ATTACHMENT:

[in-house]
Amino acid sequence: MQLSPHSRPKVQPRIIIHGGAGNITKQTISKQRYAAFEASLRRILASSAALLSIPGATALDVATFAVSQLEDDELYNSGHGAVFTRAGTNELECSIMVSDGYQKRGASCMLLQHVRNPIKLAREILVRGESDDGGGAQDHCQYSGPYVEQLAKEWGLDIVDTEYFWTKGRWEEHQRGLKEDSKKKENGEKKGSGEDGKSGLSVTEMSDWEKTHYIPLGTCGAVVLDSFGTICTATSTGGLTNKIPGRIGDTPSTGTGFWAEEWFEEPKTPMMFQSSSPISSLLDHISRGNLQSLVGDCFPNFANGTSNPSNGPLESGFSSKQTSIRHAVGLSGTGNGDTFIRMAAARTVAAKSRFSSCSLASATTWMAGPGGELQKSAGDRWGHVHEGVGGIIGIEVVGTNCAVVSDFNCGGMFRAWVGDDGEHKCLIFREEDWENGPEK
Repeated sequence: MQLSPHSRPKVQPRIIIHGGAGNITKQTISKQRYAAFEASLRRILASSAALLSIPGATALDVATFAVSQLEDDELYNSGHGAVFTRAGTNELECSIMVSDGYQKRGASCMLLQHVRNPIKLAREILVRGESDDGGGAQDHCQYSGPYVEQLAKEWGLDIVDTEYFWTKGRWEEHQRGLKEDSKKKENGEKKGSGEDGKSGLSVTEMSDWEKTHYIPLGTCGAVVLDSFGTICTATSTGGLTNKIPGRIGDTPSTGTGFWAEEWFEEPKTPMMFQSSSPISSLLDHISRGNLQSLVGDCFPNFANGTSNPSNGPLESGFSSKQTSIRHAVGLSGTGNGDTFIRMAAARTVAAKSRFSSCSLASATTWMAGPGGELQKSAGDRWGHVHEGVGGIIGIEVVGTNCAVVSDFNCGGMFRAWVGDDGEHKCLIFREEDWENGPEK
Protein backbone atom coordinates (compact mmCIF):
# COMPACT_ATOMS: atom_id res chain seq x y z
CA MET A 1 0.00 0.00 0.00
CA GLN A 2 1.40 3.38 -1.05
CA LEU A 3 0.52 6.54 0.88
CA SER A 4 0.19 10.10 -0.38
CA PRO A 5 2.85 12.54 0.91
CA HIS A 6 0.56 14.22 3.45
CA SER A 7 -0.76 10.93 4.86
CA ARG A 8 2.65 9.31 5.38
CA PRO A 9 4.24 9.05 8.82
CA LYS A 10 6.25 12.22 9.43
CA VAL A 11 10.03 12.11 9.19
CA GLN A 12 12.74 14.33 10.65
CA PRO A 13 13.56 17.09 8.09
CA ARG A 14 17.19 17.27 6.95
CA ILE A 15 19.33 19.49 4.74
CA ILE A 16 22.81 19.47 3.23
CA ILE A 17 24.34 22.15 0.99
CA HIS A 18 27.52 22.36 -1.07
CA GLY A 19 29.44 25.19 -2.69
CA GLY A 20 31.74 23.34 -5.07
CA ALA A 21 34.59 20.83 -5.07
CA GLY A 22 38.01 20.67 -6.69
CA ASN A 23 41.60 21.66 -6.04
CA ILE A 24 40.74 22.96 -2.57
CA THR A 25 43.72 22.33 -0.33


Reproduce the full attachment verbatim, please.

[in-house]
Amino acid sequence: MQLSPHSRPKVQPRIIIHGGAGNITKQTISKQRYAAFEASLRRILASSAALLSIPGATALDVATFAVSQLEDDELYNSGHGAVFTRAGTNELECSIMVSDGYQKRGASCMLLQHVRNPIKLAREILVRGESDDGGGAQDHCQYSGPYVEQLAKEWGLDIVDTEYFWTKGRWEEHQRGLKEDSKKKENGEKKGSGEDGKSGLSVTEMSDWEKTHYIPLGTCGAVVLDSFGTICTATSTGGLTNKIPGRIGDTPSTGTGFWAEEWFEEPKTPMMFQSSSPISSLLDHISRGNLQSLVGDCFPNFANGTSNPSNGPLESGFSSKQTSIRHAVGLSGTGNGDTFIRMAAARTVAAKSRFSSCSLASATTWMAGPGGELQKSAGDRWGHVHEGVGGIIGIEVVGTNCAVVSDFNCGGMFRAWVGDDGEHKCLIFREEDWENGPEK
Repeated sequence: MQLSPHSRPKVQPRIIIHGGAGNITKQTISKQRYAAFEASLRRILASSAALLSIPGATALDVATFAVSQLEDDELYNSGHGAVFTRAGTNELECSIMVSDGYQKRGASCMLLQHVRNPIKLAREILVRGESDDGGGAQDHCQYSGPYVEQLAKEWGLDIVDTEYFWTKGRWEEHQRGLKEDSKKKENGEKKGSGEDGKSGLSVTEMSDWEKTHYIPLGTCGAVVLDSFGTICTATSTGGLTNKIPGRIGDTPSTGTGFWAEEWFEEPKTPMMFQSSSPISSLLDHISRGNLQSLVGDCFPNFANGTSNPSNGPLESGFSSKQTSIRHAVGLSGTGNGDTFIRMAAARTVAAKSRFSSCSLASATTWMAGPGGELQKSAGDRWGHVHEGVGGIIGIEVVGTNCAVVSDFNCGGMFRAWVGDDGEHKCLIFREEDWENGPEK
Protein backbone atom coordinates (compact mmCIF):
# COMPACT_ATOMS: atom_id res chain seq x y z
CA MET A 1 0.00 0.00 0.00
CA GLN A 2 1.40 3.38 -1.05
CA LEU A 3 0.52 6.54 0.88
CA SER A 4 0.19 10.10 -0.38
CA PRO A 5 2.85 12.54 0.91
CA HIS A 6 0.56 14.22 3.45
CA SER A 7 -0.76 10.93 4.86
CA ARG A 8 2.65 9.31 5.38
CA PRO A 9 4.24 9.05 8.82
CA LYS A 10 6.25 12.22 9.43
CA VAL A 11 10.03 12.11 9.19
CA GLN A 12 12.74 14.33 10.65
CA PRO A 13 13.56 17.09 8.09
CA ARG A 14 17.19 17.27 6.95
CA ILE A 15 19.33 19.49 4.74
CA ILE A 16 22.81 19.47 3.23
CA ILE A 17 24.34 22.15 0.99
CA HIS A 18 27.52 22.36 -1.07
CA GLY A 19 29.44 25.19 -2.69
CA GLY A 20 31.74 23.34 -5.07
CA ALA A 21 34.59 20.83 -5.07
CA GLY A 22 38.01 20.67 -6.69
CA ASN A 23 41.60 21.66 -6.04
CA ILE A 24 40.74 22.96 -2.57
CA THR A 25 43.72 22.33 -0.33